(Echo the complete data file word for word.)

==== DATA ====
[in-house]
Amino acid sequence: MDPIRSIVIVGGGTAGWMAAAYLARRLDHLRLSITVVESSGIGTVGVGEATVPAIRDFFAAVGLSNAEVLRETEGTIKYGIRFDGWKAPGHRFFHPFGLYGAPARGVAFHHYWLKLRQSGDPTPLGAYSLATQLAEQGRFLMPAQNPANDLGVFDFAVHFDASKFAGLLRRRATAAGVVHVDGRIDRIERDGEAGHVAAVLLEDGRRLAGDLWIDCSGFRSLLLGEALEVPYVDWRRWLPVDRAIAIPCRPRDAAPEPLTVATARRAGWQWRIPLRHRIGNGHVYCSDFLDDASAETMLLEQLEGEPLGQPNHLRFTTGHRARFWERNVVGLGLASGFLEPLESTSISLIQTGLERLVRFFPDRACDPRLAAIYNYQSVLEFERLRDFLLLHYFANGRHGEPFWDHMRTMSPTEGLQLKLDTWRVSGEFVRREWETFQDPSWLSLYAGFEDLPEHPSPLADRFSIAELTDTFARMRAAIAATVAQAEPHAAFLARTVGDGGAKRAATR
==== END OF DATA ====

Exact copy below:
[in-house]
Amino acid sequence: MDPIRSIVIVGGGTAGWMAAAYLARRLDHLRLSITVVESSGIGTVGVGEATVPAIRDFFAAVGLSNAEVLRETEGTIKYGIRFDGWKAPGHRFFHPFGLYGAPARGVAFHHYWLKLRQSGDPTPLGAYSLATQLAEQGRFLMPAQNPANDLGVFDFAVHFDASKFAGLLRRRATAAGVVHVDGRIDRIERDGEAGHVAAVLLEDGRRLAGDLWIDCSGFRSLLLGEALEVPYVDWRRWLPVDRAIAIPCRPRDAAPEPLTVATARRAGWQWRIPLRHRIGNGHVYCSDFLDDASAETMLLEQLEGEPLGQPNHLRFTTGHRARFWERNVVGLGLASGFLEPLESTSISLIQTGLERLVRFFPDRACDPRLAAIYNYQSVLEFERLRDFLLLHYFANGRHGEPFWDHMRTMSPTEGLQLKLDTWRVSGEFVRREWETFQDPSWLSLYAGFEDLPEHPSPLADRFSIAELTDTFARMRAAIAATVAQAEPHAAFLARTVGDGGAKRAATR